Any and all advice gratefully received.
posted by terretu to Health & Fitness (31 answers total) 11 users marked this as a favorite
Try cooking your food more thoroughly? Raw or partially-cooked vegetables can trigger this sort of thing when the same veggies cooked to softness might be fine.
posted by Holy Zarquon's Singing Fish at 2:01 PM on February 7, 2014

I would strongly suggest seeing a gastroenterologist first. It's entirely possible that what you're experiencing is due to food intolerances (and a GI doc can advise you on that score, as well, and probably can refer you to a nutritionist as necessary), but it's also just as possible that it's due to other medical issues.
posted by scody at 2:02 PM on February 7, 2014 [10 favorites]

(Also, I'm not sure where you are located, but if you are in L.A. and want a referral to a good GI doc, let me know. I will be happy to refer you to my gastroenterologist, who totally took care of me after another GI doc blew off my symptoms for a few years as IBS/just being high-strung/etc.)
posted by scody at 2:05 PM on February 7, 2014 [1 favorite]

First, under melted (as my phone would have it) or unfermented soy is difficult to digest. So there's that.

Rather than a roll your own elimination diet,if you can afford to see a ddietitian and work with them. They may want to try other things before going to an elimination diet.

The people I know who have calmed their roiling guts by this route have found odd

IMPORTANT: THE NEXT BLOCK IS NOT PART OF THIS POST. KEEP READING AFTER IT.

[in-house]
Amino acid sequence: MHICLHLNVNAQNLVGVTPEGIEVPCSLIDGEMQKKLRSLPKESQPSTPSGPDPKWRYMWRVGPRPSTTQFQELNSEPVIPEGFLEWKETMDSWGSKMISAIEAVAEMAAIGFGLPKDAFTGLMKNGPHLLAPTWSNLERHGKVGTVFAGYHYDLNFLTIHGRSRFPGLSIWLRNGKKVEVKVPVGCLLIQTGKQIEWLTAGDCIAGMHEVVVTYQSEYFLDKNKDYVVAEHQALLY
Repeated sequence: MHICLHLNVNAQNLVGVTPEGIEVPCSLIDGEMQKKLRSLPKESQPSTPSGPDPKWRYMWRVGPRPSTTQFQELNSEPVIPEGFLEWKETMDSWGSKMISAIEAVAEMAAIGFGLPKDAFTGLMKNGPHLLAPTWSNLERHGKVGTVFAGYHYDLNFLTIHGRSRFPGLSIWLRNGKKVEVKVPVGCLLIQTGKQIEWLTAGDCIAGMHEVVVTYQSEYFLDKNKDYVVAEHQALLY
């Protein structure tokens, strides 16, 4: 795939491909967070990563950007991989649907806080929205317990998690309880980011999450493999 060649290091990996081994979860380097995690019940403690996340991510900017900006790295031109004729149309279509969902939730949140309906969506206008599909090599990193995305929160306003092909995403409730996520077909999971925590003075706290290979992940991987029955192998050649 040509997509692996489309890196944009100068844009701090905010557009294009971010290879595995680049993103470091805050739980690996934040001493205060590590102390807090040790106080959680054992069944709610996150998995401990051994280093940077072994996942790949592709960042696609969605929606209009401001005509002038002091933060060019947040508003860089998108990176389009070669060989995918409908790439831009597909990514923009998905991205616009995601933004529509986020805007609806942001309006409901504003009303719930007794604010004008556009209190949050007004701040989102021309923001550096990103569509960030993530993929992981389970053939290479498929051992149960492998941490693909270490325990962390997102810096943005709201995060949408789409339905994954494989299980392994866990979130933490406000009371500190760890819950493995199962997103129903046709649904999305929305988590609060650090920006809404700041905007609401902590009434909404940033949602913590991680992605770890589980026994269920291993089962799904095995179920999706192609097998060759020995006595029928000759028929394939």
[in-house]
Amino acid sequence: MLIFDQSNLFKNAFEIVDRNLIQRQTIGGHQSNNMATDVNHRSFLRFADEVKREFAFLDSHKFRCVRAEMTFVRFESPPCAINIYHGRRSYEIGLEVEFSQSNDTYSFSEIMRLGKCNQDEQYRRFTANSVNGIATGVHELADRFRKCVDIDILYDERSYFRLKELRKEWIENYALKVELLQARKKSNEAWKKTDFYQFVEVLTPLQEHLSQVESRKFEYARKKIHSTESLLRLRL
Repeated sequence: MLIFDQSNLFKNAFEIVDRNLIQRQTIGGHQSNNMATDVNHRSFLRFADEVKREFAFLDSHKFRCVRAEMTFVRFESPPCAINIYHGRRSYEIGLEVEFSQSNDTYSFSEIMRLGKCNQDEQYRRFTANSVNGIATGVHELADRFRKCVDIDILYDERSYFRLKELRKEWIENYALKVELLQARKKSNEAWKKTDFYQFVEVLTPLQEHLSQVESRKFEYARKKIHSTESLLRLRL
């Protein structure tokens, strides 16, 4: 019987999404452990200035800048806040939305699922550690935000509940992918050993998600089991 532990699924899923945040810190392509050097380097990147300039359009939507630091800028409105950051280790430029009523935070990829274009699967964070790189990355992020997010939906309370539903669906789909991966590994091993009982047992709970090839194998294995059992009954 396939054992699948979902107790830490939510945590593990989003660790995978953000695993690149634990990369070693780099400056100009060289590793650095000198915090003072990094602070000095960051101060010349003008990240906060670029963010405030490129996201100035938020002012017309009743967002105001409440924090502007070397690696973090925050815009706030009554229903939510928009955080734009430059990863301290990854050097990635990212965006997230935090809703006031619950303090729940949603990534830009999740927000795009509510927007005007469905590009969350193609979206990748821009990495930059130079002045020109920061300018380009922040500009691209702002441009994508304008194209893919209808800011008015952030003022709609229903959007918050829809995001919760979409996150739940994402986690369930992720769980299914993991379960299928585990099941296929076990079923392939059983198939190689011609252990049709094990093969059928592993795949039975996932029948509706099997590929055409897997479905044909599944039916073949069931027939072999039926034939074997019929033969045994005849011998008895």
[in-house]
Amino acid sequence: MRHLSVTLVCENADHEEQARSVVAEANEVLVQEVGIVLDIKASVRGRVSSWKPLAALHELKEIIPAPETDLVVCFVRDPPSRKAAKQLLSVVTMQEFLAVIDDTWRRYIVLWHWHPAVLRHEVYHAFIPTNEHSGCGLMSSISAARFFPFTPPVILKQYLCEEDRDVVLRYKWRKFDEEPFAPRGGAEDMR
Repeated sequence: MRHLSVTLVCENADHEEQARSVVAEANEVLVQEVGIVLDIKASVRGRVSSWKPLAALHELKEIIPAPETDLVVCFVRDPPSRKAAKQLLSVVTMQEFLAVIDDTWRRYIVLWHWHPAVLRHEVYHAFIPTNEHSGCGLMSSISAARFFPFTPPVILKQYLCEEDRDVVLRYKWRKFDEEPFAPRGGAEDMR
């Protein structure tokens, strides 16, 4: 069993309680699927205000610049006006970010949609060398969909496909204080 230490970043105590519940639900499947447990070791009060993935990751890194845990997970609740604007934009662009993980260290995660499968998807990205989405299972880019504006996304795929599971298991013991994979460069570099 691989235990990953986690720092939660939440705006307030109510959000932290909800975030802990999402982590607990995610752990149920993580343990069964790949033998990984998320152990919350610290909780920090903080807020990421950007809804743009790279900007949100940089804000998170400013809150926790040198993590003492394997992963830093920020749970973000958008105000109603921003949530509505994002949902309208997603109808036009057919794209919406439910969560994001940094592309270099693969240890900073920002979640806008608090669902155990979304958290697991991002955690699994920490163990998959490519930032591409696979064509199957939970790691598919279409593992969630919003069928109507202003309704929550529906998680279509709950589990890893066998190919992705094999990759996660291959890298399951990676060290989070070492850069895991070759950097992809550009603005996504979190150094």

My dad had to cut out a variety of foods for ... a year or so and then he was able to slowly reintroduce them over about six months.
posted by Lesser Shrew at 2:07 PM on February 7, 2014

You need to see a gastroenterologist (GI specialist).
posted by radioamy at 2:15 PM on February 7, 2014

What I would describe as the same symptoms in my (vegetarian) case, plus iron deficiency, were found by a gastroenterologist to be celiac disease.
posted by Radiophonic Oddity at 2:16 PM on February 7, 2014

If you're eating at restaurants the food is often much higher in fat content that food you'd make for yourself. I know someone who gets like that after a high fat meal.

Go back to your GP and don't accept the brush off and keep going back until they help you or can refer you to someone who will. Also don't accept an IBS diagnosis until everything else has been ruled out.
posted by missmagenta at 2:26 PM on February 7, 2014 [1 favorite]

Do you cook with vegetable oil at home? This is a stab in the dark, but that is often the secret ingredient that is in practically everything you would eat on the road but many people never use at home.

I agree it's worth trying to get to a GI.
posted by telegraph at 2:35 PM on February 7, 2014

How is your gallbladder? Any history in the family?

I agree, go checked out at the doctor's. This is not something we can solve here.

Personally, I'd go on a bit of a diet in the meantime just to calm the digestive system down - eating only food that is easy to digest.
Broccoli, the entire cabbage family actually, onions, leek, olives, mushrooms, bell pepper, cucumber, legumes, avocados, nuts and fats (dairy with high fat content as well) are all rather not advisable right now. Avoid food that is fried or has a lot of spices.

Rather go for (steamed) veggies like carrots, fennel, tomatoes and zucchini. Rice is good. Lettuce is fine as well.

Hope you feel better soon!
Don't put off that appointment.
posted by travelwithcats at 2:35 PM on February 7, 2014

Oh, while I agree that your doctor made an unprofessional and frankly stupid remark, try not to per-diagnose yourself. Go in and describe your symptoms and their duration without assigning them to one illness or the other. Docs have to mentally run through a lot of options- usually starting from the worst case scenario - to determine what it is you really have. Don't throw them off the course!